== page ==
You can take a Linux installation of nearly any distribution and turn it into a server, then back into a workstation by installing and uninstalling various packages. The OS core remains the same, and the stability and performance will be roughly the same, assuming you tune they system along the way. Those two workloads are very different, however, and as computing power continues to increase, the workloads are diverging even more.
Maybe it's time Linux is split in two. I suggested this possibility last week when discussing systemd (or that FreeBSD could see higher server adoption), but it's more than systemd coming into play here. It's from the bootloader all the way up. The more we see Linux distributions trying to offer chimera-like operating systems that can be a server or a desktop at a whim, the more we tend to see the dilution of both. You can run stock Debian Jessie on your laptop or on a 64-way server. Does it not make sense to concentrate all efforts on one or the other?
After watching classic TV shows such as Knight Rider and Street Hawk in his youth, IT professional and Raspberry Pi enthusiast Derek Knaggs was inspired to create a low-cost in-car computer using a Raspberry Pi.
The Pi sits in the centre console of his Ford Focus, wired to the display of an Xtrons DVD player (optional) as well as two TFT screens in the rear headrests. Control is via a Xenta wireless keyboard with mouse touchpad, while a smartphone can be used as a wireless hotspot to give the Pi an internet connection on the move.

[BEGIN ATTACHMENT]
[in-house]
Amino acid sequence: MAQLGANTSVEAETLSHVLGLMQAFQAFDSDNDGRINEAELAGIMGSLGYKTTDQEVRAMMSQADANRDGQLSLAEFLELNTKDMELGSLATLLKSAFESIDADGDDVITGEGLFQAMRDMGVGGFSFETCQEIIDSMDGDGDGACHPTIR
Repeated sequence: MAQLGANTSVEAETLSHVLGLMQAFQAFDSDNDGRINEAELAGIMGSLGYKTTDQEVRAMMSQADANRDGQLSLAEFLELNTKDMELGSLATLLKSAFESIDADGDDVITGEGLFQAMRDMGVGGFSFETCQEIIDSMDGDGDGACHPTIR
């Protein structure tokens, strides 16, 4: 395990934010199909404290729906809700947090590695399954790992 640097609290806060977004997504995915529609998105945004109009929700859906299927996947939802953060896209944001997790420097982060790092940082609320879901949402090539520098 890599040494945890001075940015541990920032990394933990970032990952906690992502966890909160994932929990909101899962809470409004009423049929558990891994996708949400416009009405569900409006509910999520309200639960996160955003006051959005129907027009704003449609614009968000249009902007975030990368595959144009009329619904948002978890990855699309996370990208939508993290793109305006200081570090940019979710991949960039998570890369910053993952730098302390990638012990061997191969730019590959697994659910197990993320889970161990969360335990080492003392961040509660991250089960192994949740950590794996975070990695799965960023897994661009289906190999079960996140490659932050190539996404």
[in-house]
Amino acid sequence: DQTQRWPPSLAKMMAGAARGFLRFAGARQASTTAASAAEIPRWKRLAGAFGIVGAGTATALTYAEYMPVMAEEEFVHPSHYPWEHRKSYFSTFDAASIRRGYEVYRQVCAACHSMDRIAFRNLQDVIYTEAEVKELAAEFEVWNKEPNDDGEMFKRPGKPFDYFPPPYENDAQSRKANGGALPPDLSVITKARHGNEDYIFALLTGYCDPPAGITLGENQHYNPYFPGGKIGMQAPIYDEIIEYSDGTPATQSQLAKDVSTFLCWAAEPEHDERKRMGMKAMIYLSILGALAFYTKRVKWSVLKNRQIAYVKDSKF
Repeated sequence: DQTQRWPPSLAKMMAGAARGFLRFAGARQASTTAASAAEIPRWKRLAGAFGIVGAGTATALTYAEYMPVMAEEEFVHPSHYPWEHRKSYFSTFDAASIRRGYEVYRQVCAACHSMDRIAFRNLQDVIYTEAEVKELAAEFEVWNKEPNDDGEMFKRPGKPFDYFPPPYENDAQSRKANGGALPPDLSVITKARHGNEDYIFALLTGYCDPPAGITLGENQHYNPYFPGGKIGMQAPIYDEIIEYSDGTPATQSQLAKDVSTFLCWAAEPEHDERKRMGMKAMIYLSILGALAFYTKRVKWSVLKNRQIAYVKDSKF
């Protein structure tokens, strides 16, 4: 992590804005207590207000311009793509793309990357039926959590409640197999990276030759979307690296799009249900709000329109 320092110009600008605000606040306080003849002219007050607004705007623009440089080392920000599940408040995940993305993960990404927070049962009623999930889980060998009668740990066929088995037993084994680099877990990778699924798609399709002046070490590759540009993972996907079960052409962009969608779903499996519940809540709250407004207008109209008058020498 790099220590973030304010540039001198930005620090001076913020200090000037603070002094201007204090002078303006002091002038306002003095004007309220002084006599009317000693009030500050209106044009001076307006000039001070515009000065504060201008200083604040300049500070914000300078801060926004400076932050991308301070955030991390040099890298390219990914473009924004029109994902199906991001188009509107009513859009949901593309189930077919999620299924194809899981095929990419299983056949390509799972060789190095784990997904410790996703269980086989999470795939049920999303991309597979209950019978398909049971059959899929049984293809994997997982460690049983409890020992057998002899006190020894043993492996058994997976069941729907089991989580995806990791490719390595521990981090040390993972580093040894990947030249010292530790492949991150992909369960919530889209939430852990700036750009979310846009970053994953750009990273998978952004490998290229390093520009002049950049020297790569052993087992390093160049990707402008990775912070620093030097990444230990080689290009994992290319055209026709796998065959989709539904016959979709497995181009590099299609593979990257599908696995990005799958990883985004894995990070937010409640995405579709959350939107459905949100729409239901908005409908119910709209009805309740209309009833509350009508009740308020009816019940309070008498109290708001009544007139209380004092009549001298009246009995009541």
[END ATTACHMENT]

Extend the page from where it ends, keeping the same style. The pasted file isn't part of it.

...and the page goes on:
Having recently added a reverse camera to his already top-notch project, we caught up with Derek to learn more about it…
Some plans for the GNOME 3.14 cycle didn't materialize but they're still being developed for future GNOME updates.
For the GNOME 3.14 development cycle was a plan to make most GNOME modules depend on a systemd logind-like API that would only implement the API bits actually used by the respective pieces of GNOME software. The goal was to make this minimal API a shim between the GNOME code and logind for allowing other non-Linux platforms to write an alternative implementation against the API. The purpose of this would be for the BSDs also using GNOME to only have to write a portable implementation of the logind-derived API calls actually being used by GNOME rather than a full, drop-in replacement.
For a short while there, this week was really nice and calm, but that
was mostly because the "linux-foundation.org" entry fell off the DNS
universe, and my mailbox got very quiet for a few hours. The rest of
the week looked pretty normal.
"Pretty normal" isn't bad, though, and I'm not complaining. There is
nothing particularly big or scary going on - we had a quick scare
about a stupid compat layer bug, but it seems to have been just a
false positive and resulted in some added commentary rather than any
real code changes.
The diffstat is pretty reasonable, and it's fairly spread out. We have
the usual arch and driver updates, but there's actually more changes
under fs/ than under either of those. That's largely due to just a
late f2fs update, which I decided I couldn't be bothered to get too
upset about, most of it being pretty clear-cut fixes, with just a few
cleanups mixed in.
And really, if the f2fs changes look biggish, it's mostly because the
rest is pretty small.
Let's hope it all stays calm. I do note that neither Greg nor Davem
ended up sending me anything for rc4, which is probably the _real_
reason why it's pretty calm and small.